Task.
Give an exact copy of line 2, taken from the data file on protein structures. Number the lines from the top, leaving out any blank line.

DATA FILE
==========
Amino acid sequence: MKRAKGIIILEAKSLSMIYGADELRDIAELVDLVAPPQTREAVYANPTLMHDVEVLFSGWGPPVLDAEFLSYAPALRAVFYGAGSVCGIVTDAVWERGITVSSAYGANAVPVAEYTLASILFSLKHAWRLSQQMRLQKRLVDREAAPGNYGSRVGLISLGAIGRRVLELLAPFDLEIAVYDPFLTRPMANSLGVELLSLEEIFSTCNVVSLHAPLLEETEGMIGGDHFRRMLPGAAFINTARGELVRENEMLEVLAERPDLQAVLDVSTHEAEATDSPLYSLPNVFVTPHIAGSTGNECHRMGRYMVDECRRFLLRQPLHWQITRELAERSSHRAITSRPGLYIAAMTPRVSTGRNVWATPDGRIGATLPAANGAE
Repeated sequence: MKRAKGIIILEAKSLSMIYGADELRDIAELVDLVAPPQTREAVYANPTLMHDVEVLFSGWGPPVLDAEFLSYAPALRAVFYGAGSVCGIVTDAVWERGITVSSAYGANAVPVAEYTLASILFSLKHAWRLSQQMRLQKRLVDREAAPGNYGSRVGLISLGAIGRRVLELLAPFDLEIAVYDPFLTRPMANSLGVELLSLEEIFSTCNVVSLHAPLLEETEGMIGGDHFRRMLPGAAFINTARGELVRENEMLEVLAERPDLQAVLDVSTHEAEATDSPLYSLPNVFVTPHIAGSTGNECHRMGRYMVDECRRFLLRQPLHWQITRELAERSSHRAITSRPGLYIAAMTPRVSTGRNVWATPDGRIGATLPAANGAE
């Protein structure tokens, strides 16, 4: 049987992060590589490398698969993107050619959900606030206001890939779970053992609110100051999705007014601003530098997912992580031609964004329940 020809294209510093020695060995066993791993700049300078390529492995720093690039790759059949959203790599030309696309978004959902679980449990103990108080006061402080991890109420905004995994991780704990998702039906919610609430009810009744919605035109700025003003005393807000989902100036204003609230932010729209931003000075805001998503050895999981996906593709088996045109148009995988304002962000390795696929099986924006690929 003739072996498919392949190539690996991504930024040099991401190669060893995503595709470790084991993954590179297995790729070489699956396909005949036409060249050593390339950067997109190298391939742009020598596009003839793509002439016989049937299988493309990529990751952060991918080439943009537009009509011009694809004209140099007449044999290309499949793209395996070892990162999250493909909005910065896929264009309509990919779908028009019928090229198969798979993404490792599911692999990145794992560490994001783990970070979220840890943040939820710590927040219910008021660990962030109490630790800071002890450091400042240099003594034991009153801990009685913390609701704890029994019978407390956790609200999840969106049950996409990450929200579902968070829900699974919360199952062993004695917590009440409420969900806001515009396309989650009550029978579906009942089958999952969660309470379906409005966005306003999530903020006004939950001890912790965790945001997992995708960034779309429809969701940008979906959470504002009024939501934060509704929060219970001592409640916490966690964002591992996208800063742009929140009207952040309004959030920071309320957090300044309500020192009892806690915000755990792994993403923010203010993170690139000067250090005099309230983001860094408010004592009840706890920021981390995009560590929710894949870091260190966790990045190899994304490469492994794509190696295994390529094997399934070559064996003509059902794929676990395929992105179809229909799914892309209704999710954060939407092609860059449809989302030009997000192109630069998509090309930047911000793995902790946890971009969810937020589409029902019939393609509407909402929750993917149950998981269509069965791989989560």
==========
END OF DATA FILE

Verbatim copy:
Repeated sequence: MKRAKGIIILEAKSLSMIYGADELRDIAELVDLVAPPQTREAVYANPTLMHDVEVLFSGWGPPVLDAEFLSYAPALRAVFYGAGSVCGIVTDAVWERGITVSSAYGANAVPVAEYTLASILFSLKHAWRLSQQMRLQKRLVDREAAPGNYGSRVGLISLGAIGRRVLELLAPFDLEIAVYDPFLTRPMANSLGVELLSLEEIFSTCNVVSLHAPLLEETEGMIGGDHFRRMLPGAAFINTARGELVRENEMLEVLAERPDLQAVLDVSTHEAEATDSPLYSLPNVFVTPHIAGSTGNECHRMGRYMVDECRRFLLRQPLHWQITRELAERSSHRAITSRPGLYIAAMTPRVSTGRNVWATPDGRIGATLPAANGAE